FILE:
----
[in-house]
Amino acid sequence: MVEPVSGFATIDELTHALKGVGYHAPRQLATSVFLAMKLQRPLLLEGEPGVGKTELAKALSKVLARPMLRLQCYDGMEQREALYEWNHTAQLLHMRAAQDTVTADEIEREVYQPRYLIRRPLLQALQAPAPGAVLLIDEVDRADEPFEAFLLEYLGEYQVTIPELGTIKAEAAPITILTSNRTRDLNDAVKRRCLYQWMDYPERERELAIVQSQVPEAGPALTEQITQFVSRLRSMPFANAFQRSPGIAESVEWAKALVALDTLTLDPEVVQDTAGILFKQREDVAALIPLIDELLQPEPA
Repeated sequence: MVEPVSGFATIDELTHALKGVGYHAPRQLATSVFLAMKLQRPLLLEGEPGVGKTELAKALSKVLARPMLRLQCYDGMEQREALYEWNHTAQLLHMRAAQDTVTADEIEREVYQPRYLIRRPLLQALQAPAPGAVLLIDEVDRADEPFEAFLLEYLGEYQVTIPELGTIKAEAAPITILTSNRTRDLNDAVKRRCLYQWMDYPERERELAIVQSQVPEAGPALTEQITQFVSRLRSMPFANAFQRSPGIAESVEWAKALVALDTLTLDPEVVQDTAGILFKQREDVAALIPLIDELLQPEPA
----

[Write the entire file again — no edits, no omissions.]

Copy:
[in-house]
Amino acid sequence: MVEPVSGFATIDELTHALKGVGYHAPRQLATSVFLAMKLQRPLLLEGEPGVGKTELAKALSKVLARPMLRLQCYDGMEQREALYEWNHTAQLLHMRAAQDTVTADEIEREVYQPRYLIRRPLLQALQAPAPGAVLLIDEVDRADEPFEAFLLEYLGEYQVTIPELGTIKAEAAPITILTSNRTRDLNDAVKRRCLYQWMDYPERERELAIVQSQVPEAGPALTEQITQFVSRLRSMPFANAFQRSPGIAESVEWAKALVALDTLTLDPEVVQDTAGILFKQREDVAALIPLIDELLQPEPA
Repeated sequence: MVEPVSGFATIDELTHALKGVGYHAPRQLATSVFLAMKLQRPLLLEGEPGVGKTELAKALSKVLARPMLRLQCYDGMEQREALYEWNHTAQLLHMRAAQDTVTADEIEREVYQPRYLIRRPLLQALQAPAPGAVLLIDEVDRADEPFEAFLLEYLGEYQVTIPELGTIKAEAAPITILTSNRTRDLNDAVKRRCLYQWMDYPERERELAIVQSQVPEAGPALTEQITQFVSRLRSMPFANAFQRSPGIAESVEWAKALVALDTLTLDPEVVQDTAGILFKQREDVAALIPLIDELLQPEPA